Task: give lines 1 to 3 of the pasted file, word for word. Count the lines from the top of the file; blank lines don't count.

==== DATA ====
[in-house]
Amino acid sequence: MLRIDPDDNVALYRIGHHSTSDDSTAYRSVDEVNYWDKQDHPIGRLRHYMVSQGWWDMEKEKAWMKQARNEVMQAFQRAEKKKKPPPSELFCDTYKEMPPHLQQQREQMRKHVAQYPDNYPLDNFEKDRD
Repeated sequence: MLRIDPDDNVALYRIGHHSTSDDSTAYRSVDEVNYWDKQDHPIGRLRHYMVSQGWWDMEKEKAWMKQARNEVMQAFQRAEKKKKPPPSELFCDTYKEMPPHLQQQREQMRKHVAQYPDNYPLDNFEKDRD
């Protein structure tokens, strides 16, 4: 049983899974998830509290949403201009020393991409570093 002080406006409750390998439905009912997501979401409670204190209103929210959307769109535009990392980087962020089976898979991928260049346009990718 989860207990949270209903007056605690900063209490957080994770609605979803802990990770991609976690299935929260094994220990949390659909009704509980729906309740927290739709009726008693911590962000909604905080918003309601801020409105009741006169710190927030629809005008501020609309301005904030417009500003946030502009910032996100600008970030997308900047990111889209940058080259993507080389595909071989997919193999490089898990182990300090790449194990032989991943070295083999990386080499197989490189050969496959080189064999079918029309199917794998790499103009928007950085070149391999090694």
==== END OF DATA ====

[in-house]
Amino acid sequence: MLRIDPDDNVALYRIGHHSTSDDSTAYRSVDEVNYWDKQDHPIGRLRHYMVSQGWWDMEKEKAWMKQARNEVMQAFQRAEKKKKPPPSELFCDTYKEMPPHLQQQREQMRKHVAQYPDNYPLDNFEKDRD
Repeated sequence: MLRIDPDDNVALYRIGHHSTSDDSTAYRSVDEVNYWDKQDHPIGRLRHYMVSQGWWDMEKEKAWMKQARNEVMQAFQRAEKKKKPPPSELFCDTYKEMPPHLQQQREQMRKHVAQYPDNYPLDNFEKDRD